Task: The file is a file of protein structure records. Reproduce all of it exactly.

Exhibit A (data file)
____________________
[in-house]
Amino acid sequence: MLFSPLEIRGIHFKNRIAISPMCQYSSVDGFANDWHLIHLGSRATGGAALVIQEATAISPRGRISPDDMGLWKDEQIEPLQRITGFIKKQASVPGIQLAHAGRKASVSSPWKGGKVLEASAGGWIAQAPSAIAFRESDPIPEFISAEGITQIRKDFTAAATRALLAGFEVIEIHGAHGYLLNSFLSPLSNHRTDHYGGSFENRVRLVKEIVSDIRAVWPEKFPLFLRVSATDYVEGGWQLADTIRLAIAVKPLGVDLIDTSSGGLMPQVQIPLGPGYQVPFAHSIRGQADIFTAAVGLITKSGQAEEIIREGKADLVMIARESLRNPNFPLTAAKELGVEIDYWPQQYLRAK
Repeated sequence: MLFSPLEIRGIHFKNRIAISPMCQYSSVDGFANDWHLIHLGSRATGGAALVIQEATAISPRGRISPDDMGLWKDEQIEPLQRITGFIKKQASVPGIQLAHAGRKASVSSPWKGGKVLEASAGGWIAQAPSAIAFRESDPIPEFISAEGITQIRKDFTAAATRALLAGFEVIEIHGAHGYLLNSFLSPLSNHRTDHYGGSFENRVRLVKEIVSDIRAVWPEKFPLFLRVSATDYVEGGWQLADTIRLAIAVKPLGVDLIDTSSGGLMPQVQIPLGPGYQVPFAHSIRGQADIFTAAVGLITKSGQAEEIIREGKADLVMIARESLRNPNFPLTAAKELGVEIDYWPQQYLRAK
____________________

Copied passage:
[in-house]
Amino acid sequence: MLFSPLEIRGIHFKNRIAISPMCQYSSVDGFANDWHLIHLGSRATGGAALVIQEATAISPRGRISPDDMGLWKDEQIEPLQRITGFIKKQASVPGIQLAHAGRKASVSSPWKGGKVLEASAGGWIAQAPSAIAFRESDPIPEFISAEGITQIRKDFTAAATRALLAGFEVIEIHGAHGYLLNSFLSPLSNHRTDHYGGSFENRVRLVKEIVSDIRAVWPEKFPLFLRVSATDYVEGGWQLADTIRLAIAVKPLGVDLIDTSSGGLMPQVQIPLGPGYQVPFAHSIRGQADIFTAAVGLITKSGQAEEIIREGKADLVMIARESLRNPNFPLTAAKELGVEIDYWPQQYLRAK
Repeated sequence: MLFSPLEIRGIHFKNRIAISPMCQYSSVDGFANDWHLIHLGSRATGGAALVIQEATAISPRGRISPDDMGLWKDEQIEPLQRITGFIKKQASVPGIQLAHAGRKASVSSPWKGGKVLEASAGGWIAQAPSAIAFRESDPIPEFISAEGITQIRKDFTAAATRALLAGFEVIEIHGAHGYLLNSFLSPLSNHRTDHYGGSFENRVRLVKEIVSDIRAVWPEKFPLFLRVSATDYVEGGWQLADTIRLAIAVKPLGVDLIDTSSGGLMPQVQIPLGPGYQVPFAHSIRGQADIFTAAVGLITKSGQAEEIIREGKADLVMIARESLRNPNFPLTAAKELGVEIDYWPQQYLRAK